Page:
US Open has learned from 2004 Shinnecock farce, says organiser


US Open, Shinnecock Hills, New York, 14-17 June
Coverage: Live text and radio commentary on the BBC Sport website, BBC Radio 5 live and Radio 5 live sports extra

This year’s US Open will not descend into the farce it became in 2004 when Shinnecock Hills last hosted the major, says event boss Mike Davis.

The par-three seventh green was called “unplayable” and had to be watered during the last round after two players putted off the green into bunkers.

Only winner Retief Goosen and runner-up Phil Mickelson finished under par.

“We look back on 2004 and we admit, we as an organisation erred,” said United States Golf Association head Davis.

“In that final round in 2004, we were seeing well-executed shots not only not rewarded but in some cases penalised. That’s not what we want.”

The USGA, which organises the US Open, prides itself on providing “the ultimate test of golf” according to Davis, on a course set up “as close to the edge as any other event in golf”.

The 2018 edition gets under way on Thursday, 14 June.

What went wrong in 2004?


After Saturday’s third round, two-time US Open winner Ernie Els called the seventh green “ridiculous” and “unplayable”.

The greens across the course were already running incredibly quickly on Saturday, as the USGA had stopped watering the course following round one – and were then dried out further by overnight winds.

But it was at the seventh where there was most controversy during a final round where no player broke par and 28 of the 66 finishers shot 80 or above on the par-70 layout.

Americans JJ Henry and Kevin Stadler were the first two players to take on the 189-yard par-three.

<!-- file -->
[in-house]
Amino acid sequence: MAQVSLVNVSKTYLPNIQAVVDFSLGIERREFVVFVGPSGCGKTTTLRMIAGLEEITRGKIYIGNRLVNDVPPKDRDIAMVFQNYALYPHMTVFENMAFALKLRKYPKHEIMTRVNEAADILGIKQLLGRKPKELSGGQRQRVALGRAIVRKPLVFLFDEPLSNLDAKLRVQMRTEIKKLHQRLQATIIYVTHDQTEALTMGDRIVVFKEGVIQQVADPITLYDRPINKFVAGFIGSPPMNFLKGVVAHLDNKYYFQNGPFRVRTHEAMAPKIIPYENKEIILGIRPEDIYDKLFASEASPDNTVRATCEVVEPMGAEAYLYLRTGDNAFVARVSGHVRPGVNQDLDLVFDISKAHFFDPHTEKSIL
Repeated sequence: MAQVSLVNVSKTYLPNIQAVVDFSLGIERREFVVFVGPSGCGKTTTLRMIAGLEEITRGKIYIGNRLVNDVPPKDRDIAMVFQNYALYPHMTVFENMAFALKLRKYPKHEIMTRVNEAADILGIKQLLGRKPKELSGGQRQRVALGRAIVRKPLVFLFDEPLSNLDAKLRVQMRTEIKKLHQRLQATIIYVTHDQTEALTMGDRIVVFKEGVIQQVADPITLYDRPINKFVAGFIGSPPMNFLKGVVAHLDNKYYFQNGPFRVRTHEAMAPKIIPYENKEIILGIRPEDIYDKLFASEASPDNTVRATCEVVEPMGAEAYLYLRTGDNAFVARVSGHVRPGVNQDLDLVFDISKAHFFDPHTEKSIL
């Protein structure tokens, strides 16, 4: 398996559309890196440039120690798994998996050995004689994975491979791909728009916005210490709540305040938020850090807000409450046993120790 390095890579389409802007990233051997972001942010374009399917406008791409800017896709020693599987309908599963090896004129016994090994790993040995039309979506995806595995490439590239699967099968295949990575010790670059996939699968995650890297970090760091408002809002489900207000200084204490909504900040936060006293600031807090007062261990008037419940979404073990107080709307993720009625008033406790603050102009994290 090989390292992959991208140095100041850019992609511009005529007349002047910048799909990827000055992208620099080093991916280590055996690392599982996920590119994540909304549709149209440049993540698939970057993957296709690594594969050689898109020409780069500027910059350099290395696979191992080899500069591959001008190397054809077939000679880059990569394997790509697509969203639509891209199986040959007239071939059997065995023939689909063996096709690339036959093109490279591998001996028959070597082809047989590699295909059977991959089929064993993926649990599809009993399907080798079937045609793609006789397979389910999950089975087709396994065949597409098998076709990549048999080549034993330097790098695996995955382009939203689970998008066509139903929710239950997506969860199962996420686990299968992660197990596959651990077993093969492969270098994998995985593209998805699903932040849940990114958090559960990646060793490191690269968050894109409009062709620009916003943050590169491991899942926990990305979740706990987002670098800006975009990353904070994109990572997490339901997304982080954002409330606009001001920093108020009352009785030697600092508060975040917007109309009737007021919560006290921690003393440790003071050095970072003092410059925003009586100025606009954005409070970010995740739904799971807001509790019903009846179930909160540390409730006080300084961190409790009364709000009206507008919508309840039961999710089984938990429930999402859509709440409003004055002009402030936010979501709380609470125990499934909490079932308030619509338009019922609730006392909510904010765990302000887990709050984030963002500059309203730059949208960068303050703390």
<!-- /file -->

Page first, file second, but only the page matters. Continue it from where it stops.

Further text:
Henry’s par-putt from eight feet missed and rolled into a bunker, while Stadler, who had chipped out of a bunker to three feet, saw his par-putt lip out and also end up back in the sand. Both players walked off with sixes.

Henry, who shot a respectable 76 in the circumstances to finish third last on 26 over par, maintained both players “did not hit a bad shot” on the hole.

Davis was standing beside the seventh green 14 years ago and while he was not responsible for the set-up of the course, he did call an immediate suspension in play after the next two players signed for a triple and double bogey.

He later said: “When I took the flagstick out and walked back off the green, people started throwing things at me.

“I literally got hit by cups and paper and all sorts of things. It was dreadful. I still feel awful about it.”

Mixed feelings for Mickelson


The order came for the seventh green to be watered between groups, which clearly helped the later starters with par scores for both Mickelson, playing in the penultimate group, and Goosen – in the final group.

However, on Monday, Mickelson recalled: “The barometer for watering the seventh green was: Did anybody make double or triple?

“If nobody double or triple-bogeyed in the group in front of you, the green did not get water. If your group made a double or triple, the green got water for the group behind you.”